Many years ago I saw a documentary on Magnum and/or Sebastia Salgado. He just came back from China. The trip apparently had not gone so well. Still, his way to do the edit was to have a plethora of images printed in postcard size, and then flip through many stacks of them with a colleague at Magnum. I remember that it made quite an impression on me, both because it seemed so dedicated, and somewhat wasteful at the same time.
A recent post picked up on the subject of editing again (here, via here), and I was astonished to see that barely anybody of those sampled seems to use a computer to do this. Contact sheets and rush printing galore for the task of editing, in 2008?
Some of my day jobs have been as an editor. During that time, I’ve worked with hundreds of photographers and hardly anybody was a good editor of his/her own work (but the best ones were very close). So I’m familiar with the phenomenon that it is very hard to judge something that you are close to on an emotional level.
Here’s how I work. First, at this point I am very focussed on a number of specific projects, so there’s a huge element of editing right there, even before I grab the camera – I simply do not make pictures of many things in the first place because they don’t fit into any of my current projects. Second, working digitally, I edit while taking pictures already; somehow, useless images on the memory card bother me. Usually, even without the camera screen, experience tells me when a subject only needs two or three frames to get it right, or ten or fifteen in other cases.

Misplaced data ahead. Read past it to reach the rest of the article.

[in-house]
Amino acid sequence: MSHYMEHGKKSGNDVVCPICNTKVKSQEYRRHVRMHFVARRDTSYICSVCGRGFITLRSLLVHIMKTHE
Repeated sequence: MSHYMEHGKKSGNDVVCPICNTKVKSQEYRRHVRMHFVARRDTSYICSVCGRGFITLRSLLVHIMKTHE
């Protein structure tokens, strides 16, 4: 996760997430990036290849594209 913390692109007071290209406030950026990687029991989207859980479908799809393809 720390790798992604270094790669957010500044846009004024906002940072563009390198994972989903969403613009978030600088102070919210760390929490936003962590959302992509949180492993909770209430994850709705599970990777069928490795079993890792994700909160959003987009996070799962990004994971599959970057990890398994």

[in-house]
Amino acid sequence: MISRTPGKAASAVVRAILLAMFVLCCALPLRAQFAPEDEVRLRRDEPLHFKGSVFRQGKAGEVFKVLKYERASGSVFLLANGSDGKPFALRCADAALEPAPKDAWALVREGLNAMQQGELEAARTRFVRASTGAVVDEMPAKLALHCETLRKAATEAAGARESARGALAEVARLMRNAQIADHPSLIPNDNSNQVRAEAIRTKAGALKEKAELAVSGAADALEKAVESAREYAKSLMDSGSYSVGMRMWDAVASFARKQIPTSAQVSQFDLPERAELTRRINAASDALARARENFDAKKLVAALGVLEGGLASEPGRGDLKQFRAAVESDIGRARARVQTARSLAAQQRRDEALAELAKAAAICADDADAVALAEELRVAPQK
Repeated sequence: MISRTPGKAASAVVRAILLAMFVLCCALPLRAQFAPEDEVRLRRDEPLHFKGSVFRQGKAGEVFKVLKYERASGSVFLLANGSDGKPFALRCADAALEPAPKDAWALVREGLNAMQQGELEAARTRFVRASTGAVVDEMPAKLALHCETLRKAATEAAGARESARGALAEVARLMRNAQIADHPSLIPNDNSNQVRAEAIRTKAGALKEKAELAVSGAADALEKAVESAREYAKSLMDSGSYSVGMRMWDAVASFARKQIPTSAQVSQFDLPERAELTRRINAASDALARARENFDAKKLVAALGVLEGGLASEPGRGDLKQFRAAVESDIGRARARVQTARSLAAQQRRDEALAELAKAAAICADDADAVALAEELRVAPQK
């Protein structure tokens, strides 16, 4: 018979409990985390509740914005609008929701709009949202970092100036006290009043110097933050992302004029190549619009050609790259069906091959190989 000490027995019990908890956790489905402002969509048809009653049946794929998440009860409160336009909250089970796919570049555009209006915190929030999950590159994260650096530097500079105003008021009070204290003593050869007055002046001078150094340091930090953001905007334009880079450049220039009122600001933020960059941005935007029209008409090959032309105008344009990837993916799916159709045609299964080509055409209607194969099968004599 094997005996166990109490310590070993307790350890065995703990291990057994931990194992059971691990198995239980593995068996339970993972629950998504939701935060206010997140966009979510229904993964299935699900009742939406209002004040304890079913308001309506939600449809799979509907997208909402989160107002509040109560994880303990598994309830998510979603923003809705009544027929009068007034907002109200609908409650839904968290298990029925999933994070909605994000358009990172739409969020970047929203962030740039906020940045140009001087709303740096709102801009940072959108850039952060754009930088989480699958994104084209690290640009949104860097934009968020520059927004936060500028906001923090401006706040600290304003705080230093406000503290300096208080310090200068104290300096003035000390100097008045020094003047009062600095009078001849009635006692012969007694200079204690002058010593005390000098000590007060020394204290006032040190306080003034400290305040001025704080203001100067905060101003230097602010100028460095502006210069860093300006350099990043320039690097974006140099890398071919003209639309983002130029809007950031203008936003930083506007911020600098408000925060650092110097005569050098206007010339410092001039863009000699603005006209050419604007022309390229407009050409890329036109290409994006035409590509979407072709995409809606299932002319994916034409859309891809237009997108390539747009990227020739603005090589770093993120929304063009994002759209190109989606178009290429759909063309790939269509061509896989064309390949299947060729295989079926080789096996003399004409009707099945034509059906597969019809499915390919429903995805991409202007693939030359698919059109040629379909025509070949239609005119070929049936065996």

Those files that are close to what I wanted go into a “new images”-folder on my computer. If I think the edit is going to be difficult, I let them sit there for a while. I then select the best image from each series of a given subject; this I *never* do alone. When it comes to software for this step: right now my choice is Adobe Bridge. The selects go into an archive folder and from there get their Photoshop-treatment – nothing fancy, basically the same things you’d do in the darkroom.
The final edit happens gradually, by looking at the files in different environments at different times – sometimes on this blog, on my iPod (touch) while riding the subway, on different screens at different sizes, side by side with similar subjects, or by themselves. At the end of all this, there will be a couple of surviving images every year that can stand on their own. As to projects/series, that is a somewhat different game, because images become relevant that are not working as singles. But for both purposes, I’m very happy that I can do all this electronically (useless prints bother me…).
As to the editing for specific purposes such as a book, this will involve the verdicts of others again. Sometimes, when I feel that I’ve worked with the images too much during the several stages of editing, I’ll ask someone else to do the sequencing for a slideshow or a book, and work from that suggestion. In other words: While like everybody else I rely on the subjective element, I also feel I know its traps, and try to sidestep them. Now, there’s also subjectivity in whom we listen to, very true! But then, there are surprises in who has what to say, and I quite like these surprises.